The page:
Banks Told to Report Data on Consumer Lending Via Ant’s Platforms
Shortly after China’s banking regulator issued new rules for online loans, the central bank started conducting a survey of commercial banks’ joint online consumer lending, indicating that regulators want to get a clear grasp of the $1 trillion market.
The People’s Bank of China sent the survey notice to commercial banks asking them to submit online consumer lending data as of December 2018, June 2019, December 2019 and the first six months of 2020, Caixin learned from banking industry insiders. Specifically, the central bank required separate data on loans through Ant Financial’s lending platforms, Huabei and Jiebei.
The central bank didn’t clarify the purpose of the survey. A person close to the central bank told Caixin it is a normal day-to-day function for the central bank to carry out research on various financial products.
The Ant reporting requirement shows regulators’ particular interest in the two giant online consumer lending platforms. With more than 100 million users, Huabei and Jiebei are two of the main lending platforms commercial banks collaborate with. Commercial banks in Beijing extended more than 40 billion yuan ($5.7 billion) of loans in collaboration with fintech companies in 2019, according to Li Mingxiao, director of the Beijing office of the China Banking and Insurance Regulatory Commission (CBIRC).
Banks are required to report the total amount, interest rate and non-performing ratio of such loans. The data should be submitted by the end of July, the notice said.
In Depth: Cheers and Fears in $283 Billion Bank-Tech Lending Tie-Up
According to the notice, online joint consumer loans refer to credit provided by financial institutions to borrowers recommended by fintech partners. This kind of lending is a business innovation for banks. Compared with the traditional offline lending model, banks can rely on fintech partners’ risk assessment-based big data and models. Automatic online processing and rapid approval can improve banks’ efficiency and expand access to broader clients. At the same time, such loans also expose banks to risks such as imprudent risk management and inadequate monitoring of the use of funds.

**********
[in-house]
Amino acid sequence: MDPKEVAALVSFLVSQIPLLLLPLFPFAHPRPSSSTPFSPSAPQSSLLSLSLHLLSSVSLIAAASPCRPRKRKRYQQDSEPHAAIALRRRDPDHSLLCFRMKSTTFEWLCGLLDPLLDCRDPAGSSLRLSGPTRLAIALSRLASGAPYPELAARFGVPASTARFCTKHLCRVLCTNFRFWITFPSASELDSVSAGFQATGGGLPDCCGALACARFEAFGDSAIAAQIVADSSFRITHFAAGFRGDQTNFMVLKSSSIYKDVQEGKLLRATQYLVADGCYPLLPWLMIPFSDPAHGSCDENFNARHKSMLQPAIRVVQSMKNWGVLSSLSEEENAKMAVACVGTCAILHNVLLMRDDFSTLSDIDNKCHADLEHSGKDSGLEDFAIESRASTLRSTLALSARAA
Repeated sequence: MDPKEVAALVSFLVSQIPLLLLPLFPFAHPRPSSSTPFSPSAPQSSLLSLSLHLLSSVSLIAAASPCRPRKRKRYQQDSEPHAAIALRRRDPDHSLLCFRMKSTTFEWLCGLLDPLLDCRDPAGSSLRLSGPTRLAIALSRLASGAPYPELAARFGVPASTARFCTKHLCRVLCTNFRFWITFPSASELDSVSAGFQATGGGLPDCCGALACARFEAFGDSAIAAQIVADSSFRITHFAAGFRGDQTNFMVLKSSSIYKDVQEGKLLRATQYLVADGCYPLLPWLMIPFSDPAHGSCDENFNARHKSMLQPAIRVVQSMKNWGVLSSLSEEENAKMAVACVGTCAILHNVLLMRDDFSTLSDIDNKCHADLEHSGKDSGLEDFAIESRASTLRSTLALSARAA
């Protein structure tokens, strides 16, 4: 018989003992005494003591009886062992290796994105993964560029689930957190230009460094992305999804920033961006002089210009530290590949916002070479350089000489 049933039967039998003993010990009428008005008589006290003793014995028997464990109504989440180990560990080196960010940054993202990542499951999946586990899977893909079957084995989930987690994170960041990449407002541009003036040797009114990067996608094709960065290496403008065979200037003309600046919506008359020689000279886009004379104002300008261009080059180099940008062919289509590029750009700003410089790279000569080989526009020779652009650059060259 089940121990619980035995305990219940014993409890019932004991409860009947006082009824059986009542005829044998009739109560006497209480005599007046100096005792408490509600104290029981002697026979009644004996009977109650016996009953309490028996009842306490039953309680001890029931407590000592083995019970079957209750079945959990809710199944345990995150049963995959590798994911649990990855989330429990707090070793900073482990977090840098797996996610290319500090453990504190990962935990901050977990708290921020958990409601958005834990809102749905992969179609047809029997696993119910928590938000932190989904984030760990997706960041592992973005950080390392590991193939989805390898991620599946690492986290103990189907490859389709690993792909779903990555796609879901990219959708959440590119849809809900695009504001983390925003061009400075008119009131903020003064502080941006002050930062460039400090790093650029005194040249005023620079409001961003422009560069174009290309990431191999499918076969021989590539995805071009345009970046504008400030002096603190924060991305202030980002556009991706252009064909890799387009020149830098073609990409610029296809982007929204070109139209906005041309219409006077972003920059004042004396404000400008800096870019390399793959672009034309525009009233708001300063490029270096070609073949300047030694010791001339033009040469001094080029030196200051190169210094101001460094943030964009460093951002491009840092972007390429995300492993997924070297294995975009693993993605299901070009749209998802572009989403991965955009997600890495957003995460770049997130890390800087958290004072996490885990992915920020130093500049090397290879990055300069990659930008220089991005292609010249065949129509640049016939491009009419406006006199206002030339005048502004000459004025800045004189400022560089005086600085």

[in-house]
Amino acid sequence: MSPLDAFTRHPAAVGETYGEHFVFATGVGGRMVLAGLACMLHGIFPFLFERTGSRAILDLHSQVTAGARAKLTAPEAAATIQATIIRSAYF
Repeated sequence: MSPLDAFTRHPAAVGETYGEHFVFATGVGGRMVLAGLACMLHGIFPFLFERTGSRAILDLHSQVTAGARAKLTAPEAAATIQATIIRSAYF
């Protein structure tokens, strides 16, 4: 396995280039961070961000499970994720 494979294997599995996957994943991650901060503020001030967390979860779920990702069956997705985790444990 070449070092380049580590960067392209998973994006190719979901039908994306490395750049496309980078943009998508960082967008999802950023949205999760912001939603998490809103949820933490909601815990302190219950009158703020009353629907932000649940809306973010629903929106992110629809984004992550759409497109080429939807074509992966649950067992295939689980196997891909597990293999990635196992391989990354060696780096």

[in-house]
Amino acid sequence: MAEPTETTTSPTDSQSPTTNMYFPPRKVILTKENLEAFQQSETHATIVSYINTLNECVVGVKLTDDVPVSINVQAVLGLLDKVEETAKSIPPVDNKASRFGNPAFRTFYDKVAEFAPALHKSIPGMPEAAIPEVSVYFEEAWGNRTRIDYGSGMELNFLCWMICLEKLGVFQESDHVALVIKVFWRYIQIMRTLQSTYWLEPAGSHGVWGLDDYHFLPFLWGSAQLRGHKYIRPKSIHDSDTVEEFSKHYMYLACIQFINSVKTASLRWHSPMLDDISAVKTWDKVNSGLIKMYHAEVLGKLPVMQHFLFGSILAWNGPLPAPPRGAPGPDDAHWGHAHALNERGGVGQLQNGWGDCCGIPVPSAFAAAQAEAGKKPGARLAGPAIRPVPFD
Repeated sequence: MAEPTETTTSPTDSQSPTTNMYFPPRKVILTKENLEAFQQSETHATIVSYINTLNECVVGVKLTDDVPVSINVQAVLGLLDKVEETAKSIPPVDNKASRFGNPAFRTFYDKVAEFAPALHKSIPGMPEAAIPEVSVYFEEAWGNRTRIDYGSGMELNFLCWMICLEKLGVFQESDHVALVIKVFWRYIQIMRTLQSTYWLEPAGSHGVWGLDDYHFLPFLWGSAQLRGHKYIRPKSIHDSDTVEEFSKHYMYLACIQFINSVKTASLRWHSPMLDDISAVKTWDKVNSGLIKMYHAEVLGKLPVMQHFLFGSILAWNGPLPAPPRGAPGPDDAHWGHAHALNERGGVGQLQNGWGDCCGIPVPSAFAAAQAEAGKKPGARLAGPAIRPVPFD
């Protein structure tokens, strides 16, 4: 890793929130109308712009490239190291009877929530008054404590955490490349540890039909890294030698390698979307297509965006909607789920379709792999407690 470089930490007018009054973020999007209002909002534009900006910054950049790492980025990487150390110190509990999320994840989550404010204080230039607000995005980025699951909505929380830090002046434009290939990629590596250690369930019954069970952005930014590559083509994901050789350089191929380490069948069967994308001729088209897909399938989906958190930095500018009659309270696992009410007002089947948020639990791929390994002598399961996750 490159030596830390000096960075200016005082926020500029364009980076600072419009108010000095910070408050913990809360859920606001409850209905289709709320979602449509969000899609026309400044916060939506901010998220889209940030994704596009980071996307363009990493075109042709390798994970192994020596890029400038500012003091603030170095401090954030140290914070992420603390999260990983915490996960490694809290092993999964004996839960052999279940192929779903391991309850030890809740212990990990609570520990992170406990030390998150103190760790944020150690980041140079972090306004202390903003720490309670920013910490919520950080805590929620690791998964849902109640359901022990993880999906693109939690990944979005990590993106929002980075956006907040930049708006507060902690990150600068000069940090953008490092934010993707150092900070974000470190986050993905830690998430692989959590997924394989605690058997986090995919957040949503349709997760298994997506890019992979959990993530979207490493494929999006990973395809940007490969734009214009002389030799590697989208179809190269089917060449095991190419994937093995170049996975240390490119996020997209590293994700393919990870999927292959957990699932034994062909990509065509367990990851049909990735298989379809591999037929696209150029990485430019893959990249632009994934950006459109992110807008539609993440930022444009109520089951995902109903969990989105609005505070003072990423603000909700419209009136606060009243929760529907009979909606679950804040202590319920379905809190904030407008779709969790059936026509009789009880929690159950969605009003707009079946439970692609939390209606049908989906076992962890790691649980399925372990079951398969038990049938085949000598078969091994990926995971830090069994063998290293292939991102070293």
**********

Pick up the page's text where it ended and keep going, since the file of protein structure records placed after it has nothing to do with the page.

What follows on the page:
Total delinquent consumer loan receivables could reach 2.8 trillion yuan this year, up 14% from the end of 2019 and more than double from five years ago, according to estimates from iResearch, a Chinese market-research firm. Half the delinquent loans are credit-card debt and the rest are from nonbank lenders, the data showed.
The concerns prompted the CBIRC to issue interim measures July 17 regulating online loans of commercial banks. The rules encourage innovation on one hand but also stress strengthened supervision. But the document is just a preliminary framework and further implementation details are expected to be issued, a source from a local CBIRC bureau told Caixin.
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